Project HARP

From Academic Kids

Project HARP is not to be confused with the HAARP Project.

Project HARP, short for High Altitude Research Project, was a joint project of The Pentagon and the Canadian Department of National Defence created with the goal of studying ballistics of re-entry vehicles at low cost; whereas most such projects used expensive (and failure-prone) rockets, HARP used a very large gun to fire the models to high altitudes and speeds. Started in 1961, it was created largely due to lobbying from Gerald Bull, a controversial but highly successful ballistics engineer who went on to head the project. His ultimate goal was to fire a payload into space from a gun, and many have suggested that the ballistics study was offered up simply to gain funding. The project received just over 10 million dollars during its lifetime.

The project was based on a flight range in Barbados, from which shells were fired eastward toward the Atlantic. Using an old US Navy 16 inch (406 mm) 50 caliber gun (20 m), later extended to 100 calibers (40 m), the team was able to fire a 180 kg slug at 3600 m/s, reaching an altitude of 180 kilometers. While the speed was not nearly enough to reach orbit, it was a major achievement at much lower cost than most ballistic missile programs.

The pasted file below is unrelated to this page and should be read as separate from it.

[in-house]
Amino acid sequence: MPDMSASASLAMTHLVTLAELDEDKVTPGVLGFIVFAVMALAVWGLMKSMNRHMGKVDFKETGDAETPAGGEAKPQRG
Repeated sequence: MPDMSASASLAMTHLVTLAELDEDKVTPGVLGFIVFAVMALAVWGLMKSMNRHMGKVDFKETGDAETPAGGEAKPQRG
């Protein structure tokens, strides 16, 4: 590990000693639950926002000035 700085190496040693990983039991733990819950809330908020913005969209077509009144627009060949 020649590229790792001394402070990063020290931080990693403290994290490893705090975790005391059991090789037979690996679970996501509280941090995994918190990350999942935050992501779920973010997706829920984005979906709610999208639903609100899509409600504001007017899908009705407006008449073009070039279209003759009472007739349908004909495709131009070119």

The program was cancelled shortly after this. Most of the criticism was focused upon Bull and whether a ballistically-fired payload could ever reach orbit, although the politics of the Vietnam War and soured Canadian/US relations played their role as well.

While it is questionable whether projectiles could ever be directly fired as a single stage from Earth without the use of exotic materials in construction, HARP demonstrated an efficient way to launch a projectile part of the way. Additionally, it showed that electronics could survive such a launch, making it possible that a sabot-fired rocket could launch once it reaches its peak altitude, and continue the rest of the way into orbit.

A second incarnation of the HARP project, also conducted by Gerald Bull, was done in Iraq under the patronage of Saddam Hussein. The March 1990 assassination of Bull (allegedly at the hands of the Mossad) in his Brussels apartment, and the 1991 Gulf War ended the project partway through development.

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